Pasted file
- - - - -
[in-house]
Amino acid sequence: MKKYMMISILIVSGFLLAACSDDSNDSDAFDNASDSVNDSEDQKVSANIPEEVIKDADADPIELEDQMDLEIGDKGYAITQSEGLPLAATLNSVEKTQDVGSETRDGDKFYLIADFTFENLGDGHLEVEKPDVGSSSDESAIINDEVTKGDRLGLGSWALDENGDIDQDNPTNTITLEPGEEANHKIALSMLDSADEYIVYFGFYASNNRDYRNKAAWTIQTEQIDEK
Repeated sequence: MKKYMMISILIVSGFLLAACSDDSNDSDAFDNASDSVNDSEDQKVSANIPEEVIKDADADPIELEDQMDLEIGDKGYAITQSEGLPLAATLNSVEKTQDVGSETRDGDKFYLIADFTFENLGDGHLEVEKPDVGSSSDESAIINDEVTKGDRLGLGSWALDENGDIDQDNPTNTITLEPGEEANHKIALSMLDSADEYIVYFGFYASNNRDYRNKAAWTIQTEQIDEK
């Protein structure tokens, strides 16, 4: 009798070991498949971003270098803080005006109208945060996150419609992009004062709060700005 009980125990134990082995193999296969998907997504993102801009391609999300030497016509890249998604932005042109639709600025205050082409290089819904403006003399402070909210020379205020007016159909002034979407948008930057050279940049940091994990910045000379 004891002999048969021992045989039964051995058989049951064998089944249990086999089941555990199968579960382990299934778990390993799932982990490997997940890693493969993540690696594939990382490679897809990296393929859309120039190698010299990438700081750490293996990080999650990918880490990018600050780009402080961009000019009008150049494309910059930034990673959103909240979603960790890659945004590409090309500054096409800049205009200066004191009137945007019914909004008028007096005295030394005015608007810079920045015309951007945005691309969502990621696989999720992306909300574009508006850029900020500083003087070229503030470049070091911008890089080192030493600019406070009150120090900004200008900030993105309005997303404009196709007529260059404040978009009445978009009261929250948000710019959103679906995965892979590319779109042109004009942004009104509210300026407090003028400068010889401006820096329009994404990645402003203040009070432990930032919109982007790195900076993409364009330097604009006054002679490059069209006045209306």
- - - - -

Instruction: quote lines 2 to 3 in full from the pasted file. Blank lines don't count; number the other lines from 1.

Amino acid sequence: MKKYMMISILIVSGFLLAACSDDSNDSDAFDNASDSVNDSEDQKVSANIPEEVIKDADADPIELEDQMDLEIGDKGYAITQSEGLPLAATLNSVEKTQDVGSETRDGDKFYLIADFTFENLGDGHLEVEKPDVGSSSDESAIINDEVTKGDRLGLGSWALDENGDIDQDNPTNTITLEPGEEANHKIALSMLDSADEYIVYFGFYASNNRDYRNKAAWTIQTEQIDEK
Repeated sequence: MKKYMMISILIVSGFLLAACSDDSNDSDAFDNASDSVNDSEDQKVSANIPEEVIKDADADPIELEDQMDLEIGDKGYAITQSEGLPLAATLNSVEKTQDVGSETRDGDKFYLIADFTFENLGDGHLEVEKPDVGSSSDESAIINDEVTKGDRLGLGSWALDENGDIDQDNPTNTITLEPGEEANHKIALSMLDSADEYIVYFGFYASNNRDYRNKAAWTIQTEQIDEK